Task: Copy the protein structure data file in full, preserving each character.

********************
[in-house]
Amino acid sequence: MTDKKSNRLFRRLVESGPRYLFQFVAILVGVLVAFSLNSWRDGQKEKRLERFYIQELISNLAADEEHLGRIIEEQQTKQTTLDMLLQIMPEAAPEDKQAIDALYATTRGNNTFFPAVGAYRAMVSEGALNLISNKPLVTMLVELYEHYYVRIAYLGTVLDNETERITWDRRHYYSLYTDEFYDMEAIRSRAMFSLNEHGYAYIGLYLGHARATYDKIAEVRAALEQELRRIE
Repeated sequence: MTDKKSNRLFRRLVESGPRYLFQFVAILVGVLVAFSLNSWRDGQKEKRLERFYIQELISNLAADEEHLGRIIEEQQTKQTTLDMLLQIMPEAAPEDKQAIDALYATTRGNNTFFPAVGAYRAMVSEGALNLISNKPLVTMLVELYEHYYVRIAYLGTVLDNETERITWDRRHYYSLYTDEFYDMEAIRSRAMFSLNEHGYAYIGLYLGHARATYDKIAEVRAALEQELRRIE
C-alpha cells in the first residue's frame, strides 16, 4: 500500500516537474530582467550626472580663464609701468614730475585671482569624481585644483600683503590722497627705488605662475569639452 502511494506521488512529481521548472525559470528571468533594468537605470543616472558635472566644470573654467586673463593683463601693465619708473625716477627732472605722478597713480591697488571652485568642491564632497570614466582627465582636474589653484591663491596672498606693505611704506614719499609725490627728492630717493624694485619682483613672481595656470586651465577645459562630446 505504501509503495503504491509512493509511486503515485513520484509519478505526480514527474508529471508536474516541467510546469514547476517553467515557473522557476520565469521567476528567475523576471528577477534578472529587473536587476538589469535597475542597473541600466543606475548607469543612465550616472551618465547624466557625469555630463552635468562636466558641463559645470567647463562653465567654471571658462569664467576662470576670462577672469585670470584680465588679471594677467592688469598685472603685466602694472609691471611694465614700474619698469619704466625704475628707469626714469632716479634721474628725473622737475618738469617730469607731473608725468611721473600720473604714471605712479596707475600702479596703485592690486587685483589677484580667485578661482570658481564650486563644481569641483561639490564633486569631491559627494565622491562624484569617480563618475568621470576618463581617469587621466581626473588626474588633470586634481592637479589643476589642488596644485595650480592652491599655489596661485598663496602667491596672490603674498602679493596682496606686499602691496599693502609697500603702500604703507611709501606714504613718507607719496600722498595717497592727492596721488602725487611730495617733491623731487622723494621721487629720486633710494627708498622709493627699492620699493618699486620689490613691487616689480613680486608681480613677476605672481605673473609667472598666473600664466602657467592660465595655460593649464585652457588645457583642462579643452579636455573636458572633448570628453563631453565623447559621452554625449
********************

[in-house]
Amino acid sequence: MTDKKSNRLFRRLVESGPRYLFQFVAILVGVLVAFSLNSWRDGQKEKRLERFYIQELISNLAADEEHLGRIIEEQQTKQTTLDMLLQIMPEAAPEDKQAIDALYATTRGNNTFFPAVGAYRAMVSEGALNLISNKPLVTMLVELYEHYYVRIAYLGTVLDNETERITWDRRHYYSLYTDEFYDMEAIRSRAMFSLNEHGYAYIGLYLGHARATYDKIAEVRAALEQELRRIE
Repeated sequence: MTDKKSNRLFRRLVESGPRYLFQFVAILVGVLVAFSLNSWRDGQKEKRLERFYIQELISNLAADEEHLGRIIEEQQTKQTTLDMLLQIMPEAAPEDKQAIDALYATTRGNNTFFPAVGAYRAMVSEGALNLISNKPLVTMLVELYEHYYVRIAYLGTVLDNETERITWDRRHYYSLYTDEFYDMEAIRSRAMFSLNEHGYAYIGLYLGHARATYDKIAEVRAALEQELRRIE
C-alpha cells in the first residue's frame, strides 16, 4: 500500500516537474530582467550626472580663464609701468614730475585671482569624481585644483600683503590722497627705488605662475569639452 502511494506521488512529481521548472525559470528571468533594468537605470543616472558635472566644470573654467586673463593683463601693465619708473625716477627732472605722478597713480591697488571652485568642491564632497570614466582627465582636474589653484591663491596672498606693505611704506614719499609725490627728492630717493624694485619682483613672481595656470586651465577645459562630446 505504501509503495503504491509512493509511486503515485513520484509519478505526480514527474508529471508536474516541467510546469514547476517553467515557473522557476520565469521567476528567475523576471528577477534578472529587473536587476538589469535597475542597473541600466543606475548607469543612465550616472551618465547624466557625469555630463552635468562636466558641463559645470567647463562653465567654471571658462569664467576662470576670462577672469585670470584680465588679471594677467592688469598685472603685466602694472609691471611694465614700474619698469619704466625704475628707469626714469632716479634721474628725473622737475618738469617730469607731473608725468611721473600720473604714471605712479596707475600702479596703485592690486587685483589677484580667485578661482570658481564650486563644481569641483561639490564633486569631491559627494565622491562624484569617480563618475568621470576618463581617469587621466581626473588626474588633470586634481592637479589643476589642488596644485595650480592652491599655489596661485598663496602667491596672490603674498602679493596682496606686499602691496599693502609697500603702500604703507611709501606714504613718507607719496600722498595717497592727492596721488602725487611730495617733491623731487622723494621721487629720486633710494627708498622709493627699492620699493618699486620689490613691487616689480613680486608681480613677476605672481605673473609667472598666473600664466602657467592660465595655460593649464585652457588645457583642462579643452579636455573636458572633448570628453563631453565623447559621452554625449